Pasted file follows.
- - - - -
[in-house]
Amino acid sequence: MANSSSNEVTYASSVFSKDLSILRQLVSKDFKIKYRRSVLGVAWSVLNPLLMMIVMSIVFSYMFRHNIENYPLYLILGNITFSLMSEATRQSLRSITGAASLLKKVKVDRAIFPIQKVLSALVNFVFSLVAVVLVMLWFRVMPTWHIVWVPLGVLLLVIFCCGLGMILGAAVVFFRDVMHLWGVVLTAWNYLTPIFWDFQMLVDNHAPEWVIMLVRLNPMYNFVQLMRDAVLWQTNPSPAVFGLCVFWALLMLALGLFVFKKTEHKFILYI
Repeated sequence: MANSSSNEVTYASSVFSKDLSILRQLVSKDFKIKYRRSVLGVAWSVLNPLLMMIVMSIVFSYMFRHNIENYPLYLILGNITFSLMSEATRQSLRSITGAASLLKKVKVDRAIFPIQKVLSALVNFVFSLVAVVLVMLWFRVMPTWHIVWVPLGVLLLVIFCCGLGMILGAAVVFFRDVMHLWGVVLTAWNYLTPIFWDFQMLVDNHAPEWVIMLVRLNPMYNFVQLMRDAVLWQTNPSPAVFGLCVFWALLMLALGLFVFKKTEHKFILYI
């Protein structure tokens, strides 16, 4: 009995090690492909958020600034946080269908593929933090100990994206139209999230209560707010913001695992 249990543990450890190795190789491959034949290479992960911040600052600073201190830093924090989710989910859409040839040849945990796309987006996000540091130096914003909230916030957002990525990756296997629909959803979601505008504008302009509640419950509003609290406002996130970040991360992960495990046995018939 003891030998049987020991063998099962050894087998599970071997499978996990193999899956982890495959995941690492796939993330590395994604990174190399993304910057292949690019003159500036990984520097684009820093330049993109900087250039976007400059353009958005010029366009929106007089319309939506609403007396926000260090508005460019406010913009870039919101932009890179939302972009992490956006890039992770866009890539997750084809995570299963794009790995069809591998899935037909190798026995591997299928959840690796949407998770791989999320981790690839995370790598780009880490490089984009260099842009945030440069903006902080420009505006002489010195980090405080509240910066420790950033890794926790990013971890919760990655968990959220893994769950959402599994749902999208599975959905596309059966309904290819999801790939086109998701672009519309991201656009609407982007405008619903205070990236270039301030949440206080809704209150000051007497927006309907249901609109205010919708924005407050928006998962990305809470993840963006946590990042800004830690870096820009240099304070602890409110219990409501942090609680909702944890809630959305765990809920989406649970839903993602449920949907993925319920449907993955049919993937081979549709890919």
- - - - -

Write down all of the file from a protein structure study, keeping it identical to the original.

[in-house]
Amino acid sequence: MANSSSNEVTYASSVFSKDLSILRQLVSKDFKIKYRRSVLGVAWSVLNPLLMMIVMSIVFSYMFRHNIENYPLYLILGNITFSLMSEATRQSLRSITGAASLLKKVKVDRAIFPIQKVLSALVNFVFSLVAVVLVMLWFRVMPTWHIVWVPLGVLLLVIFCCGLGMILGAAVVFFRDVMHLWGVVLTAWNYLTPIFWDFQMLVDNHAPEWVIMLVRLNPMYNFVQLMRDAVLWQTNPSPAVFGLCVFWALLMLALGLFVFKKTEHKFILYI
Repeated sequence: MANSSSNEVTYASSVFSKDLSILRQLVSKDFKIKYRRSVLGVAWSVLNPLLMMIVMSIVFSYMFRHNIENYPLYLILGNITFSLMSEATRQSLRSITGAASLLKKVKVDRAIFPIQKVLSALVNFVFSLVAVVLVMLWFRVMPTWHIVWVPLGVLLLVIFCCGLGMILGAAVVFFRDVMHLWGVVLTAWNYLTPIFWDFQMLVDNHAPEWVIMLVRLNPMYNFVQLMRDAVLWQTNPSPAVFGLCVFWALLMLALGLFVFKKTEHKFILYI
């Protein structure tokens, strides 16, 4: 009995090690492909958020600034946080269908593929933090100990994206139209999230209560707010913001695992 249990543990450890190795190789491959034949290479992960911040600052600073201190830093924090989710989910859409040839040849945990796309987006996000540091130096914003909230916030957002990525990756296997629909959803979601505008504008302009509640419950509003609290406002996130970040991360992960495990046995018939 003891030998049987020991063998099962050894087998599970071997499978996990193999899956982890495959995941690492796939993330590395994604990174190399993304910057292949690019003159500036990984520097684009820093330049993109900087250039976007400059353009958005010029366009929106007089319309939506609403007396926000260090508005460019406010913009870039919101932009890179939302972009992490956006890039992770866009890539997750084809995570299963794009790995069809591998899935037909190798026995591997299928959840690796949407998770791989999320981790690839995370790598780009880490490089984009260099842009945030440069903006902080420009505006002489010195980090405080509240910066420790950033890794926790990013971890919760990655968990959220893994769950959402599994749902999208599975959905596309059966309904290819999801790939086109998701672009519309991201656009609407982007405008619903205070990236270039301030949440206080809704209150000051007497927006309907249901609109205010919708924005407050928006998962990305809470993840963006946590990042800004830690870096820009240099304070602890409110219990409501942090609680909702944890809630959305765990809920989406649970839903993602449920949907993925319920449907993955049919993937081979549709890919």